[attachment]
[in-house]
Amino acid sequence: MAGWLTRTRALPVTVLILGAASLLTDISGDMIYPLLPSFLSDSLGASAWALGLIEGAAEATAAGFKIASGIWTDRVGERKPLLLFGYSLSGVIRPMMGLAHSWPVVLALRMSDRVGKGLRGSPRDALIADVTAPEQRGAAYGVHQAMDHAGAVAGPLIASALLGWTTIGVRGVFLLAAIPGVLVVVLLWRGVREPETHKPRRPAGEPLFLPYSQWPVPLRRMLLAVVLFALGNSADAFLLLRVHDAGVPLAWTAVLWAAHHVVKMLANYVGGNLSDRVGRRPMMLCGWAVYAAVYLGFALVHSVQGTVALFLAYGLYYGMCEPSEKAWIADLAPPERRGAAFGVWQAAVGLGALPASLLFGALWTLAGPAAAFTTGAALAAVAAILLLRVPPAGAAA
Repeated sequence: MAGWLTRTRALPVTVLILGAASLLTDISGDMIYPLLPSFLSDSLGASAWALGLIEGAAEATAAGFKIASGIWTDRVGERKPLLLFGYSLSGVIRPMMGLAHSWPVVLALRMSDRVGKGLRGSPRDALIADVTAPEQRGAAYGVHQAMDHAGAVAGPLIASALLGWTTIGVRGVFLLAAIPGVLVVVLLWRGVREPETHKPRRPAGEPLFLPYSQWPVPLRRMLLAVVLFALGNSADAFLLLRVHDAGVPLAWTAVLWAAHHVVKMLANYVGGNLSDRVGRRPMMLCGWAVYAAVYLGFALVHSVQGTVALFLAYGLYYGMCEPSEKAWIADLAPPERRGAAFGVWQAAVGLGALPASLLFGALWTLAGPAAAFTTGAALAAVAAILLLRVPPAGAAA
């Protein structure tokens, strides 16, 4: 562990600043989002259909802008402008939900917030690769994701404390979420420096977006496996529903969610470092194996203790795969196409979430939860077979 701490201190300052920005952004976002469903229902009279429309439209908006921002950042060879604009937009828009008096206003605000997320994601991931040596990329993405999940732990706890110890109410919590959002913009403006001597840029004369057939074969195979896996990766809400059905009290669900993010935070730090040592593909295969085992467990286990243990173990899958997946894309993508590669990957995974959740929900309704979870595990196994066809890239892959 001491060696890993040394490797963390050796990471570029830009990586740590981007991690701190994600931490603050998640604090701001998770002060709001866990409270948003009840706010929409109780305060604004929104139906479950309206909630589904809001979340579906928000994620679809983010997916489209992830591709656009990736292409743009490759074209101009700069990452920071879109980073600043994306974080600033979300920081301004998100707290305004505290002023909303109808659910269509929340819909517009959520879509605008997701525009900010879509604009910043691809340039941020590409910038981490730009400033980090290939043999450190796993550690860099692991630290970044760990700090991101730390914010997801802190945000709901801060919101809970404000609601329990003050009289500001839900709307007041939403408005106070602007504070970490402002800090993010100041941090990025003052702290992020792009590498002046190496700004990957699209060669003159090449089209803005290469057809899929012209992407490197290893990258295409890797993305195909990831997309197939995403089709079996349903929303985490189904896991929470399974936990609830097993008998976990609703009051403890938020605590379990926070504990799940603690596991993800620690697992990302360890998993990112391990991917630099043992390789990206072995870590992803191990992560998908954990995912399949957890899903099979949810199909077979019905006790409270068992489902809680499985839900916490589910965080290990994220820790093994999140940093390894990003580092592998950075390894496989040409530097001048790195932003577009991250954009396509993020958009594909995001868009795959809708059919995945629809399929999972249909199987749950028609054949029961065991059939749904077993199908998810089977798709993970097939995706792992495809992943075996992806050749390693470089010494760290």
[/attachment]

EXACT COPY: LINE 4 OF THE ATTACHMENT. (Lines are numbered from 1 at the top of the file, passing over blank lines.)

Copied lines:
């Protein structure tokens, strides 16, 4: 562990600043989002259909802008402008939900917030690769994701404390979420420096977006496996529903969610470092194996203790795969196409979430939860077979 701490201190300052920005952004976002469903229902009279429309439209908006921002950042060879604009937009828009008096206003605000997320994601991931040596990329993405999940732990706890110890109410919590959002913009403006001597840029004369057939074969195979896996990766809400059905009290669900993010935070730090040592593909295969085992467990286990243990173990899958997946894309993508590669990957995974959740929900309704979870595990196994066809890239892959 001491060696890993040394490797963390050796990471570029830009990586740590981007991690701190994600931490603050998640604090701001998770002060709001866990409270948003009840706010929409109780305060604004929104139906479950309206909630589904809001979340579906928000994620679809983010997916489209992830591709656009990736292409743009490759074209101009700069990452920071879109980073600043994306974080600033979300920081301004998100707290305004505290002023909303109808659910269509929340819909517009959520879509605008997701525009900010879509604009910043691809340039941020590409910038981490730009400033980090290939043999450190796993550690860099692991630290970044760990700090991101730390914010997801802190945000709901801060919101809970404000609601329990003050009289500001839900709307007041939403408005106070602007504070970490402002800090993010100041941090990025003052702290992020792009590498002046190496700004990957699209060669003159090449089209803005290469057809899929012209992407490197290893990258295409890797993305195909990831997309197939995403089709079996349903929303985490189904896991929470399974936990609830097993008998976990609703009051403890938020605590379990926070504990799940603690596991993800620690697992990302360890998993990112391990991917630099043992390789990206072995870590992803191990992560998908954990995912399949957890899903099979949810199909077979019905006790409270068992489902809680499985839900916490589910965080290990994220820790093994999140940093390894990003580092592998950075390894496989040409530097001048790195932003577009991250954009396509993020958009594909995001868009795959809708059919995945629809399929999972249909199987749950028609054949029961065991059939749904077993199908998810089977798709993970097939995706792992495809992943075996992806050749390693470089010494760290």